Leakers threaten freedom

By Walter B. Bull Jr.

Leaking confidential governmental information by an unidentified person to a sympathetic member of the news media is an increasingly useful technique to help influence public opinion.

This pathway, however, is a dangerous gamble.

And while short-term results are appealing, both leakers and the enabling free press could set the stage for an overreaction, with the result of a loss of freedom for all.

Sooner or later, an eager beaver driven by personal motives will overreach.

The information could originate within a governmental agency, embellished by a member of the press who allows his preference to impact the translation and enhanced by other reporters who “want” the information to be correct.

The variables are endless, and the impacts are unpredictable.

A journalist who has carefully cultivated his “sources” balances many options in going about his job. Sometimes public interest is low on the totem pole during the process, topped by political goals that have earned the loyalty of the writer.

Often, the work environment has general sympathy with the reporter, his editor and the management of each publication.

robert mueller.v3Without a sympathetic press, the “leak” would not make it into the public domain. (As in the case of the recent leak of a list of questions Special Counsel Robert Mueller desires to ask President Trump). 

The simple fact that news stories based on leaks represent an illegal series of events means that potential overreaction includes internal regulation, criminal prosecution and a serious loss of public confidence in all public media.

Gossip is a human trait, and the public has a willing ear for the stories.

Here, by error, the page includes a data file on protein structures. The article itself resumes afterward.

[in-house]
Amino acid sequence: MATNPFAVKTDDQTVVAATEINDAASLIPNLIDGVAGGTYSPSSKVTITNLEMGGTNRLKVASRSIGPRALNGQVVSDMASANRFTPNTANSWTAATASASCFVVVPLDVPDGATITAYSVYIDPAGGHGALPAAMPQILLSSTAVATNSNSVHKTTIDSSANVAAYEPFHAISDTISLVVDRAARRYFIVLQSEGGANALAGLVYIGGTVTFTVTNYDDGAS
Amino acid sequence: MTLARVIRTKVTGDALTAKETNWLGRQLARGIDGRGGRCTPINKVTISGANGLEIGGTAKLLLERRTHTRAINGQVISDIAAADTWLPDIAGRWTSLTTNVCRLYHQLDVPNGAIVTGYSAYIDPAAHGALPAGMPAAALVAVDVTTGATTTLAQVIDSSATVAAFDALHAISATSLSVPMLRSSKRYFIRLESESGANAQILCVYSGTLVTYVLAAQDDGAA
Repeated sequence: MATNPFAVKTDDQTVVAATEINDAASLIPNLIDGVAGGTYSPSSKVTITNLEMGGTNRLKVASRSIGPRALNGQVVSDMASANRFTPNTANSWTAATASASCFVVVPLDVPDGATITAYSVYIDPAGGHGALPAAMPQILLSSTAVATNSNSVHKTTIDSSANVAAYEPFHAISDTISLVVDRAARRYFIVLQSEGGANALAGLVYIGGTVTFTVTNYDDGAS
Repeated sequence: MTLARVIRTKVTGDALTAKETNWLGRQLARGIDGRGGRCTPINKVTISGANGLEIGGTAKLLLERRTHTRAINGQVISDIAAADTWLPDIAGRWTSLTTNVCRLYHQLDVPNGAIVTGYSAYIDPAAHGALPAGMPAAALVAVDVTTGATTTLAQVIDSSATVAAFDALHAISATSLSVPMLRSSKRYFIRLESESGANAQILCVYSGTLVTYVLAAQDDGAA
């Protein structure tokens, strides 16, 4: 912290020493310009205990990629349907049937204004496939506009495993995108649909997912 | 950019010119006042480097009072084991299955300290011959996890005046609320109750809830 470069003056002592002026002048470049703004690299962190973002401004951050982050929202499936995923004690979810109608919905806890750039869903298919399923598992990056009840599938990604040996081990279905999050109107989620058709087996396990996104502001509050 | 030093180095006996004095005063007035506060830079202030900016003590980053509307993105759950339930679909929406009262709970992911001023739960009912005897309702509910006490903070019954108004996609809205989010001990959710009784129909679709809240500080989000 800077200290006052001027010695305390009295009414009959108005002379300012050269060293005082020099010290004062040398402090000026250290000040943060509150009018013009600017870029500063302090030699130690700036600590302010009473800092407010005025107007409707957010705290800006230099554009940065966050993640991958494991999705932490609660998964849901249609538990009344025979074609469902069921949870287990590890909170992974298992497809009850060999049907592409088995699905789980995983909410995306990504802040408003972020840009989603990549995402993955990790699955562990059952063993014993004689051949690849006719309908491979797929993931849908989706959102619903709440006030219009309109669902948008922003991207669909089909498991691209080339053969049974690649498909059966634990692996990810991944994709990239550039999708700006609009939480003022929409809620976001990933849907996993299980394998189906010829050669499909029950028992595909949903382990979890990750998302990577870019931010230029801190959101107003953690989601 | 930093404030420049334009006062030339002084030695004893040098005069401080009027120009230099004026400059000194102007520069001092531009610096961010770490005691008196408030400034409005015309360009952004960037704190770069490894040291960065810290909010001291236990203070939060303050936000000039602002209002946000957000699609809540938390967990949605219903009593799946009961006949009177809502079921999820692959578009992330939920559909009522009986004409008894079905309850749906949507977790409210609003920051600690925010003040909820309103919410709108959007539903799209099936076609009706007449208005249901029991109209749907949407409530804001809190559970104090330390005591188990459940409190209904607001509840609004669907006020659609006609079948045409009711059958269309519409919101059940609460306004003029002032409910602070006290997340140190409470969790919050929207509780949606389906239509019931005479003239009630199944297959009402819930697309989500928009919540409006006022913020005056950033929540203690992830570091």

That said, freedom of the press must survive as the founders intended — a public safeguard against corruption, power aggregation, self-dealing and political ambition.

Over time, the leak culture will self-correct in the bright sunlight.

The war on Trump rages on

By Norman Zanetti

Recently, sitting on my front porch, I  watched a breeze blow the Stars and Stripes to a beautiful horizontal. A short time later, a thought occurred to me — a scary “what if.”

What if an incredibly malleable electorate were to succumb to a systematic gutting of confidence in Republican initiatives and their leaders, especially an elected president?

The media continues to camouflage the benefits of tax relief, sensible border control with proper vetting, sanctions on terroristic regimes, job gains, reduction in the number of Americans on food stamps, the lowest unemployment rates for minorities, and renewed confidence in our economy by every consumer index that reports it.

The scariest contingency to contemplate is that Americans are taking all these muddling allegations of nefarious behavior without questioning where they come from and why. Those leaning to the ideological left are betting on American complacency.

The truth forthcoming will destroy mountains of lies. Skeptics are surfacing and reaching out to listeners.

They are working overtime to expose the chicanery and mudslinging against an elected administration, an administration dealing with North Korea, Russian provocations and trade imbalances — all while delivering on programs that got candidate Trump elected.